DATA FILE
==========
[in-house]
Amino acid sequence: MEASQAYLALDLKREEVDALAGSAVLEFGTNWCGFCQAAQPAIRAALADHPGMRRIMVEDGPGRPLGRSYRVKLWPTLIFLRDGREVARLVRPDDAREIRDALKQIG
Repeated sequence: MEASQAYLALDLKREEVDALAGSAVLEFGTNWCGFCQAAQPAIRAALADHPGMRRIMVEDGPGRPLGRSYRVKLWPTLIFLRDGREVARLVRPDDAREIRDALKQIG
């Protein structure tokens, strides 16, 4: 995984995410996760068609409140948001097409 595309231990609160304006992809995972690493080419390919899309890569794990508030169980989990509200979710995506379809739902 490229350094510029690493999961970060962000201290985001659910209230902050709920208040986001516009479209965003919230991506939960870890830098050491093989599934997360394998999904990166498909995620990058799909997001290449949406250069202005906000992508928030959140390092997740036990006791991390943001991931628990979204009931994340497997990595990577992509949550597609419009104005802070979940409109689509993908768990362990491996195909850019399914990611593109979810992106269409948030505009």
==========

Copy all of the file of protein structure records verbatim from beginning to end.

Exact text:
[in-house]
Amino acid sequence: MEASQAYLALDLKREEVDALAGSAVLEFGTNWCGFCQAAQPAIRAALADHPGMRRIMVEDGPGRPLGRSYRVKLWPTLIFLRDGREVARLVRPDDAREIRDALKQIG
Repeated sequence: MEASQAYLALDLKREEVDALAGSAVLEFGTNWCGFCQAAQPAIRAALADHPGMRRIMVEDGPGRPLGRSYRVKLWPTLIFLRDGREVARLVRPDDAREIRDALKQIG
């Protein structure tokens, strides 16, 4: 995984995410996760068609409140948001097409 595309231990609160304006992809995972690493080419390919899309890569794990508030169980989990509200979710995506379809739902 490229350094510029690493999961970060962000201290985001659910209230902050709920208040986001516009479209965003919230991506939960870890830098050491093989599934997360394998999904990166498909995620990058799909997001290449949406250069202005906000992508928030959140390092997740036990006791991390943001991931628990979204009931994340497997990595990577992509949550597609419009104005802070979940409109689509993908768990362990491996195909850019399914990611593109979810992106269409948030505009």